Report: Gov't Tardy Securing Radioactive Material
WASHINGTON - The government is taking too long to secure radioactive materials across the country that could get into terrorists' hands, according to a government report.
Radioactive material used for legitimate purposes in medical equipment and food, for instance, could be used to create an explosive device known as a dirty bomb. Experts believe such an attack would be contained to a small area but could have significant psychological impact and have serious economic consequences because of cleanup problems.
The Sept. 11, 2001, terrorist attacks prompted the government to do a better job of securing nuclear and radiological materials. And nearly seven years later, the Nuclear Regulatory Commission says these materials are much more secure. But congressional investigators say it's not enough.
According to a Government Accountability Office report released Monday, new requirements to ensure that a person purchasing or carrying radioactive materials has a reason to do so is more than three years behind schedule. In a probe last year that set up a bogus company, investigators said they were able to obtain a license from the Nuclear Regulatory Commission that allowed them to buy enough radioactive material for a small dirty bomb. Officials hope the licensing requirements will prevent this from happening again.
NRC spokesman Neil Sheehan said a pilot program was completed in May, and the commission expects final guidance next month.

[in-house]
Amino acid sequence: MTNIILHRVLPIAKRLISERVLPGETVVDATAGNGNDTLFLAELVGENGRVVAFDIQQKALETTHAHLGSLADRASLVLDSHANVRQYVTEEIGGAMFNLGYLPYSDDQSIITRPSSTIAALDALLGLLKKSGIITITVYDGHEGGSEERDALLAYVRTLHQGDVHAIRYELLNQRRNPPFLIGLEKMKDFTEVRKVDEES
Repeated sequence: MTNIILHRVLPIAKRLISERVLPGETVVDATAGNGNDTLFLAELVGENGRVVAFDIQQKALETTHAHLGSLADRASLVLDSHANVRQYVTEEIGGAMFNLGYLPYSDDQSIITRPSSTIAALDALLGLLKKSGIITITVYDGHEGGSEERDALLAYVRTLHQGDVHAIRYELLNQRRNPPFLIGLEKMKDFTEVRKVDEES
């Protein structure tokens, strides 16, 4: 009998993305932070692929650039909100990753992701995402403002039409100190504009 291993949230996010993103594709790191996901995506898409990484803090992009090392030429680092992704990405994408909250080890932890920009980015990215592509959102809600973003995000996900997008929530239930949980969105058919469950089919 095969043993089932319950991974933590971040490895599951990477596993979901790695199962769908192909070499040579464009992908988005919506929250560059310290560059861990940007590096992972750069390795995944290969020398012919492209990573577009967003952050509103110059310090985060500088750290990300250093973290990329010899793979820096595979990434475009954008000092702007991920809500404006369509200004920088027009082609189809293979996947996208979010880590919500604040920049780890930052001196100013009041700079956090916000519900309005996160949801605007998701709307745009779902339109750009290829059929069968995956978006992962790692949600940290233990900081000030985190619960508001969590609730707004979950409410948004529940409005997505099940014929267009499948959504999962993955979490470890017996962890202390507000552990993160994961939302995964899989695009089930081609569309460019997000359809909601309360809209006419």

Further, a system to track radioactive materials as they are transported across the country has also faced multiple delays. The NRC says the system should be in place at the end of this year, but it will not be a real-time tracking system, such as used by some package delivery services.
The system will report transfers within one business day, Sheehan said. And if material goes missing as it's transported, an alarm system will notify officials, he said.
On the inspection side, government investigators found that most Customs and Border Protection officers across the country were never told of 2006 radioactive material reporting requirements by the agency's Washington headquarters. In May 2006, Customs and Border Protection changed its policy to require that officers contact authorities if they detect "more than incidental" amounts of radiation. But this was never communicated to officials in the field.
The GAO also found that there is not enough personal radiation detection equipment for Customs officials at land borders. In 2003, 8,000 out of 18,000 officers and agents had personal radiation detection devices. Currently only about half of the agency's agents and officers have the equipment because of budget constraints, agency spokesman Lloyd Easterling said.
Getting these materials secured has been a longtime goal of Minnesota Republican Sen. Norm Coleman. Coleman says he's happy there's been some progress, but it's taking too long, and it's not enough.
"I'm still not convinced they fully grasp the psychological and economic impact that even a small dirty bomb attack would have on the American public," Coleman said of the NRC.
© 2008 Associated Press